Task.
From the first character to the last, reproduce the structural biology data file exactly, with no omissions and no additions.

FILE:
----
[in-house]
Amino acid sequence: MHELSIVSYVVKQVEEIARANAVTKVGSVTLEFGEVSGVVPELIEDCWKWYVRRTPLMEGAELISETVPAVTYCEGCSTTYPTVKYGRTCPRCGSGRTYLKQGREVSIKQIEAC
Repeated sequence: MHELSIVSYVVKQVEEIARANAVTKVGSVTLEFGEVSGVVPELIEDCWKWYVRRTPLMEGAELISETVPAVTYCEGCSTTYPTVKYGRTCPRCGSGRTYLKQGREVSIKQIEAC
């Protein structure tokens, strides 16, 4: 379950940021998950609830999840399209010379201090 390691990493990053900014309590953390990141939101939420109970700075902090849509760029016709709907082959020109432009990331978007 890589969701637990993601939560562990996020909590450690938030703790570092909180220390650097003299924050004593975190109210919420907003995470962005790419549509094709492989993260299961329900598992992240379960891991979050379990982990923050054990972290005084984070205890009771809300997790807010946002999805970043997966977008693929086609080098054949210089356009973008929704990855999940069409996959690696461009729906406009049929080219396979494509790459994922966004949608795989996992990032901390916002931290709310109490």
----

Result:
[in-house]
Amino acid sequence: MHELSIVSYVVKQVEEIARANAVTKVGSVTLEFGEVSGVVPELIEDCWKWYVRRTPLMEGAELISETVPAVTYCEGCSTTYPTVKYGRTCPRCGSGRTYLKQGREVSIKQIEAC
Repeated sequence: MHELSIVSYVVKQVEEIARANAVTKVGSVTLEFGEVSGVVPELIEDCWKWYVRRTPLMEGAELISETVPAVTYCEGCSTTYPTVKYGRTCPRCGSGRTYLKQGREVSIKQIEAC
């Protein structure tokens, strides 16, 4: 379950940021998950609830999840399209010379201090 390691990493990053900014309590953390990141939101939420109970700075902090849509760029016709709907082959020109432009990331978007 890589969701637990993601939560562990996020909590450690938030703790570092909180220390650097003299924050004593975190109210919420907003995470962005790419549509094709492989993260299961329900598992992240379960891991979050379990982990923050054990972290005084984070205890009771809300997790807010946002999805970043997966977008693929086609080098054949210089356009973008929704990855999940069409996959690696461009729906406009049929080219396979494509790459994922966004949608795989996992990032901390916002931290709310109490």